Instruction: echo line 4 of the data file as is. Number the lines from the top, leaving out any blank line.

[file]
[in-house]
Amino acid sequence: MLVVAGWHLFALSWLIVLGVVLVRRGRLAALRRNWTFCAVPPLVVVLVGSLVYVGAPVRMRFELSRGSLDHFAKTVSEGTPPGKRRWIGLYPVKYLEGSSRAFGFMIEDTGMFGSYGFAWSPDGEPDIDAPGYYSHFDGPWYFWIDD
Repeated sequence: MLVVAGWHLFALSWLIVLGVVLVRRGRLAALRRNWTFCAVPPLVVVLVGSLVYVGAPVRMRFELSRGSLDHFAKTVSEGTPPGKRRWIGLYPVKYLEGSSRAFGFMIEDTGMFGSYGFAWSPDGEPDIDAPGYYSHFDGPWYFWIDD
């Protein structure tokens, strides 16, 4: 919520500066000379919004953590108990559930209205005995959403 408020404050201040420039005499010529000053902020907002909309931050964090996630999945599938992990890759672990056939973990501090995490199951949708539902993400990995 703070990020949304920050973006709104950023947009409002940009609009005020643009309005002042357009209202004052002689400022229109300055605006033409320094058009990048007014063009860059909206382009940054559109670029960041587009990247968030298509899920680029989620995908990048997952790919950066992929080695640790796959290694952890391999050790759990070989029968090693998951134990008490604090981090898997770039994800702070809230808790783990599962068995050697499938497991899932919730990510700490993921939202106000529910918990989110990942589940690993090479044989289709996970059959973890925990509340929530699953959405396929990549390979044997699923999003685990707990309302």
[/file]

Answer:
């Protein structure tokens, strides 16, 4: 919520500066000379919004953590108990559930209205005995959403 408020404050201040420039005499010529000053902020907002909309931050964090996630999945599938992990890759672990056939973990501090995490199951949708539902993400990995 703070990020949304920050973006709104950023947009409002940009609009005020643009309005002042357009209202004052002689400022229109300055605006033409320094058009990048007014063009860059909206382009940054559109670029960041587009990247968030298509899920680029989620995908990048997952790919950066992929080695640790796959290694952890391999050790759990070989029968090693998951134990008490604090981090898997770039994800702070809230808790783990599962068995050697499938497991899932919730990510700490993921939202106000529910918990989110990942589940690993090479044989289709996970059959973890925990509340929530699953959405396929990549390979044997699923999003685990707990309302």